Foes launch suit to block ECO Depot

Shawnigan Lake residents Cliff and Vera Evans affix signs along n Cobble Hill Road, on Saturday June 25, to fight against the location of Eco Depot on Cameron-Taggart Road. - Andrew Leong/file
Shawnigan Lake residents Cliff and Vera Evans affix signs along n Cobble Hill Road, on Saturday June 25, to fight against the location of Eco Depot on Cameron-Taggart Road.
— image credit: Andrew Leong/file

ECO Depot foes have long maintained the proposed south Cowichan waste transfer operation is illegal.

Now the question will be decided in court.

According to Cameron-Taggart Group member Joseph Gollner, the group filed a lawsuit against the Cowichan Valley Regional District Wednesday in B.C. Supreme Court.

Gollner said the suit will prove the CVRD lacks the authority under its own zoning bylaws to proceed with a transfer station at that site.

“We’ve launched this action now. We’ve been trying for over a year to get the CVRD to show us their legal position that says they have the right to override the in-place zoning bylaws on the Cameron-Taggart property they bought,” Gollner said.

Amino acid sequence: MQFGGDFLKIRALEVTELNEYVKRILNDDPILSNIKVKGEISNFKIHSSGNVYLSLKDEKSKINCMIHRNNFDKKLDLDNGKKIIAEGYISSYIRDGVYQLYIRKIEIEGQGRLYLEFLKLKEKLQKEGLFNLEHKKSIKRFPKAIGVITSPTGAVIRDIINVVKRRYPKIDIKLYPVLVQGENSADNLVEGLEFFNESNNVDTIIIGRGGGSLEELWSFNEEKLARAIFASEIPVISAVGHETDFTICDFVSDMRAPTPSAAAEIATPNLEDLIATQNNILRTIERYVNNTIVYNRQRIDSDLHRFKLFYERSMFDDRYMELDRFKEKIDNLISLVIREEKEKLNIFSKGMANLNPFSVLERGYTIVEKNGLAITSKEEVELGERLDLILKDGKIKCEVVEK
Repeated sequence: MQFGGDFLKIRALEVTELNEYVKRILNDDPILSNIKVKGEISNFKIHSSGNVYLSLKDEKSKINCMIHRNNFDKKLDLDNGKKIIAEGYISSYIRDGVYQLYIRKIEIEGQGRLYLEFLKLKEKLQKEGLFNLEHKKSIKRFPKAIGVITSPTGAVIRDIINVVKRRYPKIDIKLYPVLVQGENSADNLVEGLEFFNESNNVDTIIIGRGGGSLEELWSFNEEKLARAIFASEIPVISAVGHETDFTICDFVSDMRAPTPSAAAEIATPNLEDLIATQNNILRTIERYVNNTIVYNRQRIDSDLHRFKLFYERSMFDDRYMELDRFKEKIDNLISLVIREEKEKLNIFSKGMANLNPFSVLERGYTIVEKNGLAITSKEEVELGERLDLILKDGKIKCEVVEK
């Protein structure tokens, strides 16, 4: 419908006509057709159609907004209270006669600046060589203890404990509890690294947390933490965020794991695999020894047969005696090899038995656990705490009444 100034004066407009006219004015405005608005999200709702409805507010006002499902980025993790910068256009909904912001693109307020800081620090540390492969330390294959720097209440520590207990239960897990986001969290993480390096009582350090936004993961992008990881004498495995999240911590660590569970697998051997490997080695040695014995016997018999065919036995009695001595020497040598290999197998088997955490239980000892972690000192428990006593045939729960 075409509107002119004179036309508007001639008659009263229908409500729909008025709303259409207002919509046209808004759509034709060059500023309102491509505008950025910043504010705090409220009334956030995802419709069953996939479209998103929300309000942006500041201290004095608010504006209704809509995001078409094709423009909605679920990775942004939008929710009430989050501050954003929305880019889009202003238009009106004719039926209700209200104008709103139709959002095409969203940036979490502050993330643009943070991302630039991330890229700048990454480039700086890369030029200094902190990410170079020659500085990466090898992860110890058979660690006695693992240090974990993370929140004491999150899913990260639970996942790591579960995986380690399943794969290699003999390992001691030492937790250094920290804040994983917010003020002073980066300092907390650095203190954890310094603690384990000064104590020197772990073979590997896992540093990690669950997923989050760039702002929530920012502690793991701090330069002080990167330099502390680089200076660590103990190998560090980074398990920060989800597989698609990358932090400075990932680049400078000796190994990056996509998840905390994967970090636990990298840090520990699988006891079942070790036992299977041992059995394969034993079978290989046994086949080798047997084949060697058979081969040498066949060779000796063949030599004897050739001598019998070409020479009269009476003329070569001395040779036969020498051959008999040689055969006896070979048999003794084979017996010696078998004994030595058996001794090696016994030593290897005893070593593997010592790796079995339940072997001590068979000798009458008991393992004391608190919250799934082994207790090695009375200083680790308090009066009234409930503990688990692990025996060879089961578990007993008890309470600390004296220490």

The CVRD vs. CT Group dispute focuses on Shawnigan Lake’s bylaw 985. Unlike other area bylaws, waste isn’t included in the Area B utility definition. According to the CT Group, that means the CVRD is not able to use the utility label to justify the depot.

The CVRD has said it has a legal opinion that contradicts that, but refused to make that opinion public.

CT Group members Dara Quast and Cliff Evans dropped off the legal documentation Wednesday at CVRD headquarters.

CVRD Chairwoman Giles Giles confirmed the district has received the writ, but hadn’t had time to read it over.

“The CVRD will be reviewing (it) very carefully and will provide a full response in due time,” she said. The district has 21 days to make a legal response.

The legal action isn’t about suing the CVRD for cash, Gollner said. It’s about forcing the CVRD to pull the plug on the proposal.

“There won’t be any talk about the site itself. It’ll be a straight legality issue.”

The injunction at Supreme Court level is expected to cost the group between $22,000 and $25,000. The plaintiffs are being represented by Victoria firm Cox, Taylor.

“If the court finds the (case) is sound, then the CVRD cannot develop the site until such time as they change their OCP and the next step would that they would have to change all their zoning bylaws,” Gollner said.

“I keep asking myself and others, if the CVRD has the right to proceed, one would have thought the place would have been up and running.”

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